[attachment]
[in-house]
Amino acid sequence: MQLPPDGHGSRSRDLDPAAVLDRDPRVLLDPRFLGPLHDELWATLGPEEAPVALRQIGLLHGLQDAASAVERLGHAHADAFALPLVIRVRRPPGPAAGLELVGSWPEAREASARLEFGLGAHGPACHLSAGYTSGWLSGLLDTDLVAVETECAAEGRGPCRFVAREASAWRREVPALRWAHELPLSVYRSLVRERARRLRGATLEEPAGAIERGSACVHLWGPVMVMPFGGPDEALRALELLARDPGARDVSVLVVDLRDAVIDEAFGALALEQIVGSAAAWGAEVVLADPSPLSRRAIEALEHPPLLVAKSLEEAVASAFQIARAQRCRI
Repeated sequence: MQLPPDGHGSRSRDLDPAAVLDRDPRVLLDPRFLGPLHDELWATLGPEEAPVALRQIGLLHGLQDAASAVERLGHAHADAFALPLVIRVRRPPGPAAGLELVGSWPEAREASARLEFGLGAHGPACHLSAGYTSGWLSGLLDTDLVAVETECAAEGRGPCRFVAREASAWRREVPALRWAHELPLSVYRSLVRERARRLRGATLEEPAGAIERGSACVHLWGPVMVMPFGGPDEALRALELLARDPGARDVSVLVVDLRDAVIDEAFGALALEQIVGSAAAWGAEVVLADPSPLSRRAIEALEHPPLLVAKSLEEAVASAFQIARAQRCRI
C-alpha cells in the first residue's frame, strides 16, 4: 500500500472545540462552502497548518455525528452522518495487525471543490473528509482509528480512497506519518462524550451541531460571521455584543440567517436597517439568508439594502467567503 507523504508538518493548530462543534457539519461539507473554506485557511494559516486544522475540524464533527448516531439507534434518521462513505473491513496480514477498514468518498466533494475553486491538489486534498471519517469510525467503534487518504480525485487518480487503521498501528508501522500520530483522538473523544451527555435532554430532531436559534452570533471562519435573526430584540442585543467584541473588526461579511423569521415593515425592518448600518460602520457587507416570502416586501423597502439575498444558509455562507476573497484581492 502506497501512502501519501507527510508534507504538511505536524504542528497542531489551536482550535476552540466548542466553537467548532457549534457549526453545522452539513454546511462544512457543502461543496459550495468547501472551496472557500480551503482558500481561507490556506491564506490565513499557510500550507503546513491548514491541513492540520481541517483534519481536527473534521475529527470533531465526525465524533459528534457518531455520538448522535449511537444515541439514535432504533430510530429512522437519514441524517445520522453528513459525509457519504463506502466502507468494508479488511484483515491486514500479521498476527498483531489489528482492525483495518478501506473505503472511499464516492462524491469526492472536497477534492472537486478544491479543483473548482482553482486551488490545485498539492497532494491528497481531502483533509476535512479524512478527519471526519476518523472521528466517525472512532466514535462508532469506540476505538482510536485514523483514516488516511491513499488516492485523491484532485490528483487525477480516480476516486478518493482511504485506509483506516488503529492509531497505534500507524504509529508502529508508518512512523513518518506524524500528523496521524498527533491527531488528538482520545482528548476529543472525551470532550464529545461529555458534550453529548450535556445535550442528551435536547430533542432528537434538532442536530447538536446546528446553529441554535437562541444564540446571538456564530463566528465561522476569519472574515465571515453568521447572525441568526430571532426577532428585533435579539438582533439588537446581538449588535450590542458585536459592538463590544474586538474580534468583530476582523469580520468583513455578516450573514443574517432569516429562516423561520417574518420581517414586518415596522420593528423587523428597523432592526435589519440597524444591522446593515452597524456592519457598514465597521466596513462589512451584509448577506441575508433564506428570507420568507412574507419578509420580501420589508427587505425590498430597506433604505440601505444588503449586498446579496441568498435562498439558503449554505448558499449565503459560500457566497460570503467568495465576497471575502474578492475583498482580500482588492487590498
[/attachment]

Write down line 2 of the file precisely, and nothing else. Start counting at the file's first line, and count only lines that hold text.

Amino acid sequence: MQLPPDGHGSRSRDLDPAAVLDRDPRVLLDPRFLGPLHDELWATLGPEEAPVALRQIGLLHGLQDAASAVERLGHAHADAFALPLVIRVRRPPGPAAGLELVGSWPEAREASARLEFGLGAHGPACHLSAGYTSGWLSGLLDTDLVAVETECAAEGRGPCRFVAREASAWRREVPALRWAHELPLSVYRSLVRERARRLRGATLEEPAGAIERGSACVHLWGPVMVMPFGGPDEALRALELLARDPGARDVSVLVVDLRDAVIDEAFGALALEQIVGSAAAWGAEVVLADPSPLSRRAIEALEHPPLLVAKSLEEAVASAFQIARAQRCRI